October – over the Humber

Barrow Haven and Barton-upon-Humber

It’s only weekend three but we are daring to leave god’s own county of Yorkshire – conquering Europe one county at a time. The view of the wide, bleak Humber is well worth the £1.50 it costs to cross the incredible Humber bridge. Apparently, technically speaking, the Humber is not a river, but an estuary, born at the confluence of the Trent and the Ouse and draining into the North Sea at Spurn Head (a weird and lovely spot by the way). The far end of the bridge is in North Lincolnshire – land of my forefathers.

Humber brideg - lores

Distant Humber Bridge with the tide out – mudflats, reed bed and dyke

Another Caravan Club Certified Location (CL) a few hundred yards from the salt marshes and reed beds that border the water. These small caravan sites are a great invention! Especially this one at £11.00 a night including electricity. Five pitches, no shower but a nice spooky toilet in an overgrown grotto in the garden. The pub turns out to be a bit too far to stagger in pitch dark countryside but we can cope – some wine already on board and a Lidl in Barton three miles away! Only ourselves and two caravans tonight. We have been given a hardstanding on the drive (level!) as recent rain has made the grass a bit soft for motorhomes. We are secretly pleased as we are on the dry hardstanding looking at the grass and autumn trees and the others are on the wet grass looking at the drive and us!

Barrow Haven site cropped

Setting up already seems to be easier and quicker – water filled directly from the tap only by backing up two metres. Cool! Neil is in charge of all things electric and electronic and has fully fettled the satellite and TV. We feel we ought to wean ourselves from the TV but all the fixings came with the van so why not while we can. I love the BBC! We also have radio, and wifi – amazing! We use a Huawei magic box for the wifi but Neil can talk all about that at some other time and in some other place. Preferably when I am out of the room.

The main oversight – I forgot to bring proper pans from the kitchen back home. I have one middle sized pan, a steamer and a tiny frying pan that live on board so it was improvisation time that night. Not that hard as there is also a microwave oven and a big cooking bowl that can go in it. Excellent pasta again. I guess I am just a natural at roughing it in these primitive conditions;-) We decided that since we could not eat in the pub for dinner either night we would have a big lunch in Barton next day and test the grill in the evening with just a toasted cheese supper. With home-made apple chutney from August in France.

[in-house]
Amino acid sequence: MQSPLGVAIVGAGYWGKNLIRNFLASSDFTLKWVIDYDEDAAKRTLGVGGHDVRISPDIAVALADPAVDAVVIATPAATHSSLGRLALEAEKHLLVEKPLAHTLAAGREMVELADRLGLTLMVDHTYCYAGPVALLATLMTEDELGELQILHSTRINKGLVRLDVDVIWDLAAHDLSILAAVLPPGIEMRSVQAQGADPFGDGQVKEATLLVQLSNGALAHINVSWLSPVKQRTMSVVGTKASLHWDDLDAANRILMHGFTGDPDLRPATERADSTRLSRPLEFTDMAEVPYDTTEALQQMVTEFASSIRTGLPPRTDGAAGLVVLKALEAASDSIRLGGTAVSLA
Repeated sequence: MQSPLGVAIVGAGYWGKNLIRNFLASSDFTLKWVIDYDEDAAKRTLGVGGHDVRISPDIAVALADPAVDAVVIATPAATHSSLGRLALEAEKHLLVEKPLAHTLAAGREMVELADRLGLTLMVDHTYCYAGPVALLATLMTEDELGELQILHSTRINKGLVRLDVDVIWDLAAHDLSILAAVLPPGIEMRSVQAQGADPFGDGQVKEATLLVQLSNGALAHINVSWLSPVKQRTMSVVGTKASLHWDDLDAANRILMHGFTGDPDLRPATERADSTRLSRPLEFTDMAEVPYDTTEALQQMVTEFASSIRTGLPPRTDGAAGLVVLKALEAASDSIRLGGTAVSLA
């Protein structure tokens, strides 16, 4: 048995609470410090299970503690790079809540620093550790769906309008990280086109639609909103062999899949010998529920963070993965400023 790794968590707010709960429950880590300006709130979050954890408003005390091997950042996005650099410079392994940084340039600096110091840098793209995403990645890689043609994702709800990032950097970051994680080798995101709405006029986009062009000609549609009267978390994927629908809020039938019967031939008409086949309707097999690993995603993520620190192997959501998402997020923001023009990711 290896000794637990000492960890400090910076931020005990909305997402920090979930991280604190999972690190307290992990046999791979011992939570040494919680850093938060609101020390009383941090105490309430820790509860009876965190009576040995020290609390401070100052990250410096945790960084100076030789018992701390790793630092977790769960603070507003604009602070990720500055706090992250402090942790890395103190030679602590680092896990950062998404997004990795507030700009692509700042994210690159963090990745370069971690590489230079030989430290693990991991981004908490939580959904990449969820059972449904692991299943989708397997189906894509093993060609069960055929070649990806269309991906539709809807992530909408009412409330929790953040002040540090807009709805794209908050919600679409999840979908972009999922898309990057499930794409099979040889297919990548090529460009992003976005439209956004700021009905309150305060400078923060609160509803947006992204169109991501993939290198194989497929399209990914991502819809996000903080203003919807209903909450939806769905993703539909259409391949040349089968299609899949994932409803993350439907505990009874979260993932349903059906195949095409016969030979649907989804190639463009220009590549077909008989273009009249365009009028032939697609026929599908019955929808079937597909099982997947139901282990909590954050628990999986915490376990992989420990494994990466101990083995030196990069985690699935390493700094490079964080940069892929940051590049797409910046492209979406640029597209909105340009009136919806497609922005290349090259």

We walked to the waters edge and along to the inlet at Barrow Haven where there is an ancient, isolated wharf. Henry VIII landed here on 5 October 1541 on the return leg of his northern progress. He had crossed in a ferry from Hull. Who knew that? I didn’t, even though my family and I had spent six dislocated months in this remote corner of Lincolnshire on our return from Northern Rhodesia.

Wharf lores

Isolated wharf at Barrow Haven where Henry VIII landed in 1541 and Hull on the other bank

The wharf is concrete now and takes shipments of timber from Latvia and Estonia. I am beginning to love this micro tourism.

Timber with Neil

Neil and the baltic timber

We walked the other way along the dyke into Barton-upon-Humber the next day. The Humber one side, the lakes and marshes of the wild fowl reserve the other – a strange and bleakly lovely place this.

And then, stretching along the next inlet is the Rope Walk. No – not some exciting tree-top experience but the vestiges of the rope making industry the area was famed for. In this case it’s nearly quarter of a mile of low building along the inlet at Barton Haven. To make a rope you need a building as long as the rope you want to make – then you heckle the flax into strands and walk it and twist it into a rope. Amazing. There’s a lovely little museum to the industry there now (free), a pretty good café and an arts centre. Then a friendly bus driver dropped us off at the corner of the road to Barrow leaving us only a mile to walk back. Definitely a good day out!

Rope lores

Old rope

So far so good

And that is the end of our motorhome experiences so far. I won’t bore you with the two return trips to Huddersfield to get the broken battery locker door fixed (not our fault) and then get the habitation door lock fixed (also not our fault).

In three weekends away we have evolved from anxious mortals dreaming of taking to thecropped-snails-poor.jpg roads to more relaxed individuals enjoying sitting in fields with a glass of wine or slice of toast. Still a bit on edge waiting for things to go wrong – but definite progress into a relaxed alternative approach to life. Letting go is maybe the key, not sweating the small stuff. The real joy is discovering small tourist delights. Small delights that is, not small tourists.